The name Perticaia is familiar to lovers of big Italian reds, but its meaning – “plow” in the local dialect – likely isn’t as well-known. It is, however, an apt description of how Azienda Agraria Perticaia has forced its way through to the top of the critical food chain when it comes to Montefalco Sagrantino wines.
For that, Perticaia can thank both timing and focus. The brand was founded by Guido Guardigli towards the end 1990s, when Montefalco began a quality boon and a production boom, during which the number of wineries in the region nearly quadrupled. They now farm some sixteen hectares of vines, with not an International grape variety to be found among them, and more or less focus on yields that take produce about one 750ml bottle of wine per plant. Of their 125,000 bottle annual production, a whopping seventy percent gets exported, which means that their oenologist Alessandro Meniconi (working with consultant Emiliano Falsin) is a self-proclaimed jack-of-all-trades, handling (among other things) some export management duties, as well.
Among Montefalco Sagrantino producers, Perticaia is one of the more fastidious when it comes to production techniques, and understanding those is key to getting a full grasp of why their Sagrantino releases are so appealing at such young ages. Only about fifteen percent new French oak is used, with the remainder in some cases being as old as six years, which is kind of like the dotage period in French oak barrel terms (they’re making a push to move towards higher use of older, larger barriques, too).
The big key, however, might be in their seemingly non-intuitive, ass-backwards decision to let their Sagrantino undergo longer than normal maceration. One would think that this would make those reds tougher-than-nails when it comes to Sagrantino’s already rough tannins, but one would be wrong, because Chemistry. The longer maceration actually polymerizes the tannins, making them more approachable at the expense of color (which, as Meniconi emphasized to me during a media visit, “Sagrantino has plenty of, anyway”)…
True to form for me, after talking about red wine maceration, I’m going to kick things off by reviewing some of Perticaia’s interesting indigenous white wines, because yeah, I am that guy:
2016 Azienda Agraria Perticaia Trebbiano Spoletino (Umbria, $17)
Not to be confused with, well, every other rendition of Trebbiano in Italy (with which it shares little genetic history), Spoletino is one of the most exciting vinous things happening in the Montefalco region. Being one of the first producers to work with Spoletino more seriously, Perticaia has crafted a lively, lovely, and complex rendition; tropical, floral, mineral, creamy, and textural, with hints of saline, citrus pith, and all-around loveliness.
2015 Azienda Agraria Perticaia “del Posto” (Spoleto, $NA)
I suppose that when one names a wine “local,” the message is about as blunt as it can be. Heady, floral, and honeyed, “del Posto” is a bigger take on Spoletino. Tropical fruits combine with cream, citrus, lees, and late-harvest style richness, all underpinned by ample structure and nice freshness. But it’s that perfume on the nose that will put impure thoughts in your head, and make you think of alternative meanings of their namesake’s translation.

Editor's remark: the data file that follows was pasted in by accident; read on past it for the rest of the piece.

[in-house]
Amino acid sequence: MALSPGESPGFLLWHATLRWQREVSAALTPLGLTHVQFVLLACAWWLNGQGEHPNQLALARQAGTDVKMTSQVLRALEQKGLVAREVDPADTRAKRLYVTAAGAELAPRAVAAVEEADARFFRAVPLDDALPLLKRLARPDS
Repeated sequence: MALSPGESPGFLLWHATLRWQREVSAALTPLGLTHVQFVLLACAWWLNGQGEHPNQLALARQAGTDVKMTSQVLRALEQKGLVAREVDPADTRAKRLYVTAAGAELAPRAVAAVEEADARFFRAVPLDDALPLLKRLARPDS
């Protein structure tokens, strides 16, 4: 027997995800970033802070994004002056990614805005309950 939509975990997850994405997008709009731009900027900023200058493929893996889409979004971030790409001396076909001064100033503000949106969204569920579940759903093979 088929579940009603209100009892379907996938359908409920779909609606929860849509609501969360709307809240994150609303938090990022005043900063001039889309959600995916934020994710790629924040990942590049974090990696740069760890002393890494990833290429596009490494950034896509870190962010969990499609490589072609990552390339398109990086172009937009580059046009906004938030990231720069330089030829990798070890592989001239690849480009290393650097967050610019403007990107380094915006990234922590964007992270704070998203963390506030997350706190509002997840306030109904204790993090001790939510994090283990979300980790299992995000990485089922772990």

2014 Azienda Agraria Perticaia Montefalco Rosso (Umbria, $20)
Peticaia use the standard Sangovese/Sagrantino blend for their Montefalco Rosso, but instead of the more popular choice of Merlot, they employ the wily (and oft-underrated) Colorino. This red sees no wood, and the result is spicy, fresh, chewy, and approachable, with cherry flavors, orange peel notes, and floral hints.
2011 Azienda Agraria Perticaia Montefalco Rosso Riserva (Umbria, $NA)
The wood-aged version of their Montefalco red blend is so similar in flavor profile to the Rosso that they could be mistaken for twins rather than the bigger-younger brother pair that they really are; only in this case, the blend is decidedly more “manly” (think meatiness, game, and wood spices). It’s silkier, too, with more grip and richness. Lacking in character, this is not.
2014 Azienda Agraria Perticaia Montefalco Sagrantino (Umbria, $NA)
And now for the long-overdue moment… you already know that I’m going to say that this is good. Plummy, with ample dried herb notes, along with smoked game meats and leather, this is a complex, juicy nose that ultimately finds its foundation in black cherry fruits. The mouthfeel is superb; silky to start, grippy in the center, and spicy/herbal on the way out, with a long exit and sweet, ripe fruit and cocoa throughout.
If you’ve any doubt about Perticaia’s maceration techniques, I can attest to the viability of their not-so-recent Sagrantino releases, which we also tasted during my visit. Specifically, the 2013 is dense, plummy, velvety, and full of that telltale cocoa spice, but is noticeably bigger/richer in fruit and power than its 2014 counterpart, maybe a bit more textured, and just as poised, lengthy and complex.
Going back a bit further, the 2009 incarnation is savory, spicy, and harmonious, exerting its tension through a pleasant battle of fruity chewiness and a grippy, lifted palate. It’s still a baby, too. Finally, there’s the 2004, which was essentially crafted using brand-spanking new Sagrantino vines. The quality here is striking for such young bucks; cigar, graphite, smoke, game meat, earth, and wood are present, along with stewed plums and an almost aged-Bordeaux-like presentation. It’s still quite powerful (hello… Sagrantino!), but that won’t stop you from drinking more than your fair share of it, if you can find it.